Disability is I guess welfare for white people? The kind of social safety net even Republicans are okay with.
“Yes, I did it!” I thought, after a successful phone interview for my first full-time job. “I’m moving to New York!” This was followed by another thought: “Oh no, I’m moving back into women’s housing.”
There’s my record player. I wouldn’t mind selling that. It has a speaker connected to it, which means it doesn’t sound as good, which means any serious vinyl head would judge me for having it.
As requested, here is an open thread in which you can share your 2015 budgets.
When you ask Billfold readers to critique your budget, they critique your budget. With that in mind, here’s a revised and updated 2015 budget, incorporating your suggestions.
Have you figured out how much discretionary income you’ll have every month in 2015? Is that something you consider when you plan your spending?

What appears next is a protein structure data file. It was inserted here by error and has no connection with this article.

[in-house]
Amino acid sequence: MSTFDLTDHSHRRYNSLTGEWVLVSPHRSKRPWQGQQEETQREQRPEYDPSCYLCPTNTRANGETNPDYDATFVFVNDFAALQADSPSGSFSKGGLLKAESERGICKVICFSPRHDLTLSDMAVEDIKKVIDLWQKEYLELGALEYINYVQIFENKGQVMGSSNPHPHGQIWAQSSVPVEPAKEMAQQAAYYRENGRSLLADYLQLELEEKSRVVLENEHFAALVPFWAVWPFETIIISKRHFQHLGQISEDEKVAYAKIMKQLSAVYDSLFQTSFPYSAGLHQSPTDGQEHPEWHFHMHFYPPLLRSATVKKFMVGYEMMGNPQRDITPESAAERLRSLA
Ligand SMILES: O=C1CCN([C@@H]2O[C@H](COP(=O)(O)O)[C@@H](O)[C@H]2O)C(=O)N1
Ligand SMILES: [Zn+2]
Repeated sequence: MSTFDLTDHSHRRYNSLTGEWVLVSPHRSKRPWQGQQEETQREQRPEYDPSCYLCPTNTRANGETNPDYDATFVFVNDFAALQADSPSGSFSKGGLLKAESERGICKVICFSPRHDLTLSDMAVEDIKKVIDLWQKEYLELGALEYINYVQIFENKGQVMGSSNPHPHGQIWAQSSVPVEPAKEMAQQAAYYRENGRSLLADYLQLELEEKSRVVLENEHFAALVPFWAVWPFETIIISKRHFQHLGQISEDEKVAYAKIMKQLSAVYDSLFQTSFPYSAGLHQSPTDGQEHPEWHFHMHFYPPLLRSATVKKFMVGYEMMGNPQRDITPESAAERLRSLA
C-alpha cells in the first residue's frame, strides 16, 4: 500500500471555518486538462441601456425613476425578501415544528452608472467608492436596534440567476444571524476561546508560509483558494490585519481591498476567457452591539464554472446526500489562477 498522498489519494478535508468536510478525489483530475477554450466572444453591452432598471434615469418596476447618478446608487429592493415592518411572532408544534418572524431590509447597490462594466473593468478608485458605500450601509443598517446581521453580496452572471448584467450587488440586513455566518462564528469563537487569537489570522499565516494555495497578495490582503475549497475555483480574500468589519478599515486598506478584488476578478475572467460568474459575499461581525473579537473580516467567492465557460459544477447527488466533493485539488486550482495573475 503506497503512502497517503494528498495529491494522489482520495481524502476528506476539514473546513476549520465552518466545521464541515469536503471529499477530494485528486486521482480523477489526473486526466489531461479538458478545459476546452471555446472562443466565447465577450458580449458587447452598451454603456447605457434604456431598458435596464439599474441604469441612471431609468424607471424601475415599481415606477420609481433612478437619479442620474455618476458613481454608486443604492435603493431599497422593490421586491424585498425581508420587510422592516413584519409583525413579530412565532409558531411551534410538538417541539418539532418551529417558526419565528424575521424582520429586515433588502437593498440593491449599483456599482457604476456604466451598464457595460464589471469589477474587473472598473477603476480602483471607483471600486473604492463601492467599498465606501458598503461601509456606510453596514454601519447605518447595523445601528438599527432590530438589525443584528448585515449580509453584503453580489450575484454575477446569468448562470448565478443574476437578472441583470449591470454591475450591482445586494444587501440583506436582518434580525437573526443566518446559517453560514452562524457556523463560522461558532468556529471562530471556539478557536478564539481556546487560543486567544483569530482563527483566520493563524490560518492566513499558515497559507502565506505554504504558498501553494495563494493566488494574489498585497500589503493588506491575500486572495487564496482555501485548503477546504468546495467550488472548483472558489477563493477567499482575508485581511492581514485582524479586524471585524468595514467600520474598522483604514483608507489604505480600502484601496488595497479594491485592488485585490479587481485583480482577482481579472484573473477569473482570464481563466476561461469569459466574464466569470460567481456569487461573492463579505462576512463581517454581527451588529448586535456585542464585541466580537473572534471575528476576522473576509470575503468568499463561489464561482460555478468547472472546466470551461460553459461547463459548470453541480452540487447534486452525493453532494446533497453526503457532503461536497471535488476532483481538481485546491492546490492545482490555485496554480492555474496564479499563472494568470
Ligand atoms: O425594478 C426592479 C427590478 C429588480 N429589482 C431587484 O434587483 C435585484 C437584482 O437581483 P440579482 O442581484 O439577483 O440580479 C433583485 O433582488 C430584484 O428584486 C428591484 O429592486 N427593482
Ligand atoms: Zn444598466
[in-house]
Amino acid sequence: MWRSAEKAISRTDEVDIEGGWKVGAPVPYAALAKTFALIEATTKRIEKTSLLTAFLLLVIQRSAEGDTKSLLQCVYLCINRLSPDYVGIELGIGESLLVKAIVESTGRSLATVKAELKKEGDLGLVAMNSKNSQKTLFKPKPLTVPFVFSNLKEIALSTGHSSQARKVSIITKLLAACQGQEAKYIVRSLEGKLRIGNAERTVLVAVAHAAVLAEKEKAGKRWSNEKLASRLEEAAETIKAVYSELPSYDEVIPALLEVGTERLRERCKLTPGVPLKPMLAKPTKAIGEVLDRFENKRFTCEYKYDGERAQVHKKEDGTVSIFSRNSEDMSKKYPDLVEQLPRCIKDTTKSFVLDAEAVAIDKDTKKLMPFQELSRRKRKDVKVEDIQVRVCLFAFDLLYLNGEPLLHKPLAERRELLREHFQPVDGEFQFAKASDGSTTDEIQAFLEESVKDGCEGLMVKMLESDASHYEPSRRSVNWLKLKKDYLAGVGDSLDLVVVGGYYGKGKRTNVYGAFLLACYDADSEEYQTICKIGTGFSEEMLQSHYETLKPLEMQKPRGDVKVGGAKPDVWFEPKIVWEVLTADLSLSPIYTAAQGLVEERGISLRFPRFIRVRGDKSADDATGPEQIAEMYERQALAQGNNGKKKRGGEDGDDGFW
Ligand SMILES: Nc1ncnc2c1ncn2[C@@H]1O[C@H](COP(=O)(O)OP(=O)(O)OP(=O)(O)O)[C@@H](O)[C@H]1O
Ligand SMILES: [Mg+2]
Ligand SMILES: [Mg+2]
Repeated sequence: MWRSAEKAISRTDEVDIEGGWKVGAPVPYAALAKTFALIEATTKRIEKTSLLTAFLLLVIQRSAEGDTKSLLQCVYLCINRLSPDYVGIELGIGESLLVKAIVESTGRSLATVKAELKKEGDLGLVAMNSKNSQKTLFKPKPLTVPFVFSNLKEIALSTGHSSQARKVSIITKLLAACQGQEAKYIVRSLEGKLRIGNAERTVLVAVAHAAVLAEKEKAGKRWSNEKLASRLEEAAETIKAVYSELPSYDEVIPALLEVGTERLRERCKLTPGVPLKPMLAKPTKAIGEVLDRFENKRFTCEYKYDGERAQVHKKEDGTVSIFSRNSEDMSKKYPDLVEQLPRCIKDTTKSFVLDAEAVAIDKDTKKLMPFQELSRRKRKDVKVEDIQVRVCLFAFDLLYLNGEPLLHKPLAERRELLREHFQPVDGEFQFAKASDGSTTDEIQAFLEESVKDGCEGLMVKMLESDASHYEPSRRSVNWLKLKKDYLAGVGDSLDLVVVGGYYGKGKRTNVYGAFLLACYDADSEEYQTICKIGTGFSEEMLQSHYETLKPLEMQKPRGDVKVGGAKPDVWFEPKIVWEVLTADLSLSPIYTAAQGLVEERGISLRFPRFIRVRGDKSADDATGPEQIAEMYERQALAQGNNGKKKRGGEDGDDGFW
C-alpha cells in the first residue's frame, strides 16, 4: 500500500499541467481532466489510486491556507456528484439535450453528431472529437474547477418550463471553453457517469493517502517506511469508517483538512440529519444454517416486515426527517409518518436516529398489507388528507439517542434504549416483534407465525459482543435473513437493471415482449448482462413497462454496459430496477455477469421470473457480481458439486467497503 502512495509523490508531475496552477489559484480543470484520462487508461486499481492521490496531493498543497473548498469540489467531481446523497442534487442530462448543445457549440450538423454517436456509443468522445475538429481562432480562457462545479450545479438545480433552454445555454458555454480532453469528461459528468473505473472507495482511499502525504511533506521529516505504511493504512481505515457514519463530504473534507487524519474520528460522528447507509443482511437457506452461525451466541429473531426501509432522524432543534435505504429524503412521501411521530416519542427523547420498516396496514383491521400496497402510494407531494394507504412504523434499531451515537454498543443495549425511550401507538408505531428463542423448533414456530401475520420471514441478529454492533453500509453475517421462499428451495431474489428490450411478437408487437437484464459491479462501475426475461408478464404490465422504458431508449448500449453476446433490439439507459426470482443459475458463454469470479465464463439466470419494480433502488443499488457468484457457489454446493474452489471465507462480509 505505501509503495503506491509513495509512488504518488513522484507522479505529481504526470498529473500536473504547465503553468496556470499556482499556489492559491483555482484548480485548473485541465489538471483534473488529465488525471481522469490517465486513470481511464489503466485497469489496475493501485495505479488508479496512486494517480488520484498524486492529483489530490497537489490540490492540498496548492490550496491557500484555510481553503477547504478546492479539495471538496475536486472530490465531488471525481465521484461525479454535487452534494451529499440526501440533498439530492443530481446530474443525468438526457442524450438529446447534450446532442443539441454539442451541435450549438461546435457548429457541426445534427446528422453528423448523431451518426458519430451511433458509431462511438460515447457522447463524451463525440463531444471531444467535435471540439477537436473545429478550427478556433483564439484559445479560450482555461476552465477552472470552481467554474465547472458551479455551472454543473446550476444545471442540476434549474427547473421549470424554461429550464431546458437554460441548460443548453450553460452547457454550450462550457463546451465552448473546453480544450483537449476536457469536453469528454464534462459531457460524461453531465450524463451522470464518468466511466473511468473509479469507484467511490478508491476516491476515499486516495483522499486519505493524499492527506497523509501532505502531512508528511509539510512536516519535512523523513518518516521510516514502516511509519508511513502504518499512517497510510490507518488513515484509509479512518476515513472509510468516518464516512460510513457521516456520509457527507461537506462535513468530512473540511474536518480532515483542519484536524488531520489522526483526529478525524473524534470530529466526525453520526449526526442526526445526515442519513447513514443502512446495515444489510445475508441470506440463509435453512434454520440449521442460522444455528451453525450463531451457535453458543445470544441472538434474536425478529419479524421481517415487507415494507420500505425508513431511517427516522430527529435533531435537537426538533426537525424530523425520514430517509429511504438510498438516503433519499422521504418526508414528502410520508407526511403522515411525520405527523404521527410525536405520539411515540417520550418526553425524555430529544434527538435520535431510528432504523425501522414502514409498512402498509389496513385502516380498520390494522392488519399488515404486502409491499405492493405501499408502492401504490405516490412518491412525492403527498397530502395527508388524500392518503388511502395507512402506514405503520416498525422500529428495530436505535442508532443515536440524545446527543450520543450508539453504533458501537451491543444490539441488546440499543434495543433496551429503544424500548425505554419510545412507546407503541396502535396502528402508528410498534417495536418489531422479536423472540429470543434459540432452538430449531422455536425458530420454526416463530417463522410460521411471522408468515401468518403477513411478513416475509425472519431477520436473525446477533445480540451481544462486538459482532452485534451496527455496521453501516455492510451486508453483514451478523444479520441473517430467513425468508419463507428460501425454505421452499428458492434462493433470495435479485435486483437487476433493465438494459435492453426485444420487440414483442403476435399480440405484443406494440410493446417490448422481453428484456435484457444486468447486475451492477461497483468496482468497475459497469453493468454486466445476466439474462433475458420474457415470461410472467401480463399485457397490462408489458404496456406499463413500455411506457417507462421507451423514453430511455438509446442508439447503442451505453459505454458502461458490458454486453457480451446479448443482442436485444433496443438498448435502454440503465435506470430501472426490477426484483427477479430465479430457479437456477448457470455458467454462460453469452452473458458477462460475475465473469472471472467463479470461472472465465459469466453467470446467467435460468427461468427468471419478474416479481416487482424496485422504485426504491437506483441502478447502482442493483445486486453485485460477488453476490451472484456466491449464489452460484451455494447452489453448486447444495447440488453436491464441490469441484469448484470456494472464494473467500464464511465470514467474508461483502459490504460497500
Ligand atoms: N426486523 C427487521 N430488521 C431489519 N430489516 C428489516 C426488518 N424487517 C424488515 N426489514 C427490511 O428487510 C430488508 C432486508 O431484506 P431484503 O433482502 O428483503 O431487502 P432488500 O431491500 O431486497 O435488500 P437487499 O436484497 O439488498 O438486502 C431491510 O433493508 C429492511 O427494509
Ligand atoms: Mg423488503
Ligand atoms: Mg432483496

I paid for and enjoyed having cable television when I lived with roommates, but when I decided to live alone, keeping expenses low meant cutting the cable cord and not owning a television. I had a Netflix subscription with a two-DVDs-at-a-time plan, but even that was eventually whittled down to a $7.99 a month streaming-only subscription, supplemented with the occasional iTunes movie rental.
Normals are prioritizing their alone time, regardless of the cost.
For those of us who live paycheck-to-paycheck, for whom the accumulation of savings is always one perfect-month-without-crises away, it is important to take pleasure in the little things. For me, one of those little things is the stretch of the month between the 15th and the 25th, when all my big bills are paid — student loan, 2011 independent contractor taxes on the installment plan — but the next round of them — rent, phone, after-school for two kids — is still the better part of a week away.
Often, a paycheck, or, more precisely, a pay advice from a direct deposit, arrives during this period, giving me the false sense that I am getting ahead and accumulating the absurd amount of emergency cash that financial planners smugly say I should have. By now I have learned not to rely on my foolish notions, so I resist big purchases (well, maybe a few extra drinks). Instead, I just luxuriate for a few days in a false sense of financial security. This month, it’s false financial security and a glass of egg nog with rum in it. Happy holidays.